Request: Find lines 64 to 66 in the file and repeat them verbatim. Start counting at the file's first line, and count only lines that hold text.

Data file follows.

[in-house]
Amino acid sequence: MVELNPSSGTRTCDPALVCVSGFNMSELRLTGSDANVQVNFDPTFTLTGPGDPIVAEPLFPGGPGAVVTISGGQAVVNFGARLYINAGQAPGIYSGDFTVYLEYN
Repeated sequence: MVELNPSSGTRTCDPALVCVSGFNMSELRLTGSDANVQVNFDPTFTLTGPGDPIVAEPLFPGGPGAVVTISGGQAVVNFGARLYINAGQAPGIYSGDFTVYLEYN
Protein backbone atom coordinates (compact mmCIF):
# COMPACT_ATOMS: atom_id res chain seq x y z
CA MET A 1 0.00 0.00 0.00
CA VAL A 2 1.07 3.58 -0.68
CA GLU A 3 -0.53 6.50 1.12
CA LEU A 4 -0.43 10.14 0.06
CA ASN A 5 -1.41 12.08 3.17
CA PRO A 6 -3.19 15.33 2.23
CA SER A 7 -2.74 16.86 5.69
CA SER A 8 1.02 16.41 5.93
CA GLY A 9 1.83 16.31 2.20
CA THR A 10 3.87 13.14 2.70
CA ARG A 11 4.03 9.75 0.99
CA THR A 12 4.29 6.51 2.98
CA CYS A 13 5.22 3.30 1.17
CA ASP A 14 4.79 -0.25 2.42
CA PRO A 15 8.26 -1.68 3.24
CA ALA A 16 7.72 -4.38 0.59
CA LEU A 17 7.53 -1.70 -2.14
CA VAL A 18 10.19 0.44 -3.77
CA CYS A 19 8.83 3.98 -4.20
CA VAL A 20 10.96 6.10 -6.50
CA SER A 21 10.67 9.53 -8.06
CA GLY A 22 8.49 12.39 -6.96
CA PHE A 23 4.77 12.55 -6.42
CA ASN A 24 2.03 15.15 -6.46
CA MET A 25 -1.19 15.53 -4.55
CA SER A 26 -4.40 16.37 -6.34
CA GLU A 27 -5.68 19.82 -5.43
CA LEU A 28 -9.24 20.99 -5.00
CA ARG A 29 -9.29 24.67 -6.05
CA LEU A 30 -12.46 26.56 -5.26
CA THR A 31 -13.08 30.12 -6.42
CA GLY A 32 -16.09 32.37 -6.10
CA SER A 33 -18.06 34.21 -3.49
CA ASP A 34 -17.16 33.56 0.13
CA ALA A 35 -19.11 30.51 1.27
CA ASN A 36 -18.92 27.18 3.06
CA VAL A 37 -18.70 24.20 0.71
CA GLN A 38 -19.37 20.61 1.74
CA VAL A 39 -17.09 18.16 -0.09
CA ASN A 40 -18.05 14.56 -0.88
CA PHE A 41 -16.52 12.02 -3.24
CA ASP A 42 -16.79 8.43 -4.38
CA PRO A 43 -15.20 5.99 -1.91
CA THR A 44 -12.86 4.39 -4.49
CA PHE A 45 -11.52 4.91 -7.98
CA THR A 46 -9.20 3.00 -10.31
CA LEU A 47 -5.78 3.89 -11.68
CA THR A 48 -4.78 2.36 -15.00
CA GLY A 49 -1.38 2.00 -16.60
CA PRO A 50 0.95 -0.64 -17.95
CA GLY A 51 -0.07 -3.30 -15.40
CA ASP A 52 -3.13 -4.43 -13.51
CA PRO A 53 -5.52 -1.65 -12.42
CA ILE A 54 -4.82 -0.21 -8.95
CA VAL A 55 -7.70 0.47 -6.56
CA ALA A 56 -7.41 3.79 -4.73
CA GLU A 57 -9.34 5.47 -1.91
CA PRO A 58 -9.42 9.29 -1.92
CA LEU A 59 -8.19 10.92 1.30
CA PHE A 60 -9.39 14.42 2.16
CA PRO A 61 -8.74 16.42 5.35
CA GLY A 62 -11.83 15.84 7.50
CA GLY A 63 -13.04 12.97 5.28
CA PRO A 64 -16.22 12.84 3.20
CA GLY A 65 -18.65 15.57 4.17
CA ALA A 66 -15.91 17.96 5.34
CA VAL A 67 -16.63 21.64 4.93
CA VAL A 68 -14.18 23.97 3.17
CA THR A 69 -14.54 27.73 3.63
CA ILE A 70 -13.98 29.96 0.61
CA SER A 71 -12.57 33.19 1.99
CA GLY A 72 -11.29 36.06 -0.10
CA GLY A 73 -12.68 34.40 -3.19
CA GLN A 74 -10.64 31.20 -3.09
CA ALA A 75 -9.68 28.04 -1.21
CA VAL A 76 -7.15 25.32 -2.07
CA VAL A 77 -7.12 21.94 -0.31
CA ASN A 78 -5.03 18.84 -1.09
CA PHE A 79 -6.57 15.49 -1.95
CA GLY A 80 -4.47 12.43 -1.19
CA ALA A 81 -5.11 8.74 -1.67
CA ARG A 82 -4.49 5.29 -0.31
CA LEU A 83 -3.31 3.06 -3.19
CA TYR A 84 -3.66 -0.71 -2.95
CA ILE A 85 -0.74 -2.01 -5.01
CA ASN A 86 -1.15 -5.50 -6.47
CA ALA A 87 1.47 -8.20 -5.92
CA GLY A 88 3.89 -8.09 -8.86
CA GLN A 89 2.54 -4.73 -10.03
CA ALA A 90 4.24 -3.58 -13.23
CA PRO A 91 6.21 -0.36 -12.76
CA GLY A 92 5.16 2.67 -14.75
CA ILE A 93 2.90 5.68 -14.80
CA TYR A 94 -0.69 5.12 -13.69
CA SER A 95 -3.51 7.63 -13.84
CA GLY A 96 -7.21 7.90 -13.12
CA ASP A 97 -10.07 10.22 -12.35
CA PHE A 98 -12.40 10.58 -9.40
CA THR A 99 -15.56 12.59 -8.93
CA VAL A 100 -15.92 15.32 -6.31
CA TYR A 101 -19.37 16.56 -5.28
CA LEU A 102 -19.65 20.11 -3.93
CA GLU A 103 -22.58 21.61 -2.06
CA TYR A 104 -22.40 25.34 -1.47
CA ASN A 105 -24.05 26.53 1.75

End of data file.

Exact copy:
CA LEU A 59 -8.19 10.92 1.30
CA PHE A 60 -9.39 14.42 2.16
CA PRO A 61 -8.74 16.42 5.35